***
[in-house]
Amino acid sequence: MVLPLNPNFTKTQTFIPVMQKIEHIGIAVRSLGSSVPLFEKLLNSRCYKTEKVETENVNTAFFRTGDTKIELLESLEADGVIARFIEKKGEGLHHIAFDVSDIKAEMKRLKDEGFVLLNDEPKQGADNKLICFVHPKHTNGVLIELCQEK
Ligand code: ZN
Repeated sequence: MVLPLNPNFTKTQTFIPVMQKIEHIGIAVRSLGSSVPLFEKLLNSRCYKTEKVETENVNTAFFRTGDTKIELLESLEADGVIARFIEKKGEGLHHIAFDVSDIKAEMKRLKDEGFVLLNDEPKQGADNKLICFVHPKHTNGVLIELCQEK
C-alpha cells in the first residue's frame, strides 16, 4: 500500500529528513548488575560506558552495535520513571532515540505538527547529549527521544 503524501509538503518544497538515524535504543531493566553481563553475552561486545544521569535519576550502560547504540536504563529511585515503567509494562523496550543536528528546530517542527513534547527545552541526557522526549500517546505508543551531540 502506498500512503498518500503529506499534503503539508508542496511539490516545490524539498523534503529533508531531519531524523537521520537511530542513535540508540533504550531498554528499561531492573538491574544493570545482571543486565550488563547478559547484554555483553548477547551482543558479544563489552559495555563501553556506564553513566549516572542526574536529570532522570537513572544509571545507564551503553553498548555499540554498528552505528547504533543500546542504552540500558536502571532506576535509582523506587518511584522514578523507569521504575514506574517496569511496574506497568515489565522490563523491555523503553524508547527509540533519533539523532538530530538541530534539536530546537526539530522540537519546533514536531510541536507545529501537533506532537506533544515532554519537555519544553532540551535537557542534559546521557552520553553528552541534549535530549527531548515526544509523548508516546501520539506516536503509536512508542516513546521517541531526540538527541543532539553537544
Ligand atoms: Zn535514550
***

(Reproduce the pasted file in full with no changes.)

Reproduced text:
[in-house]
Amino acid sequence: MVLPLNPNFTKTQTFIPVMQKIEHIGIAVRSLGSSVPLFEKLLNSRCYKTEKVETENVNTAFFRTGDTKIELLESLEADGVIARFIEKKGEGLHHIAFDVSDIKAEMKRLKDEGFVLLNDEPKQGADNKLICFVHPKHTNGVLIELCQEK
Ligand code: ZN
Repeated sequence: MVLPLNPNFTKTQTFIPVMQKIEHIGIAVRSLGSSVPLFEKLLNSRCYKTEKVETENVNTAFFRTGDTKIELLESLEADGVIARFIEKKGEGLHHIAFDVSDIKAEMKRLKDEGFVLLNDEPKQGADNKLICFVHPKHTNGVLIELCQEK
C-alpha cells in the first residue's frame, strides 16, 4: 500500500529528513548488575560506558552495535520513571532515540505538527547529549527521544 503524501509538503518544497538515524535504543531493566553481563553475552561486545544521569535519576550502560547504540536504563529511585515503567509494562523496550543536528528546530517542527513534547527545552541526557522526549500517546505508543551531540 502506498500512503498518500503529506499534503503539508508542496511539490516545490524539498523534503529533508531531519531524523537521520537511530542513535540508540533504550531498554528499561531492573538491574544493570545482571543486565550488563547478559547484554555483553548477547551482543558479544563489552559495555563501553556506564553513566549516572542526574536529570532522570537513572544509571545507564551503553553498548555499540554498528552505528547504533543500546542504552540500558536502571532506576535509582523506587518511584522514578523507569521504575514506574517496569511496574506497568515489565522490563523491555523503553524508547527509540533519533539523532538530530538541530534539536530546537526539530522540537519546533514536531510541536507545529501537533506532537506533544515532554519537555519544553532540551535537557542534559546521557552520553553528552541534549535530549527531548515526544509523548508516546501520539506516536503509536512508542516513546521517541531526540538527541543532539553537544
Ligand atoms: Zn535514550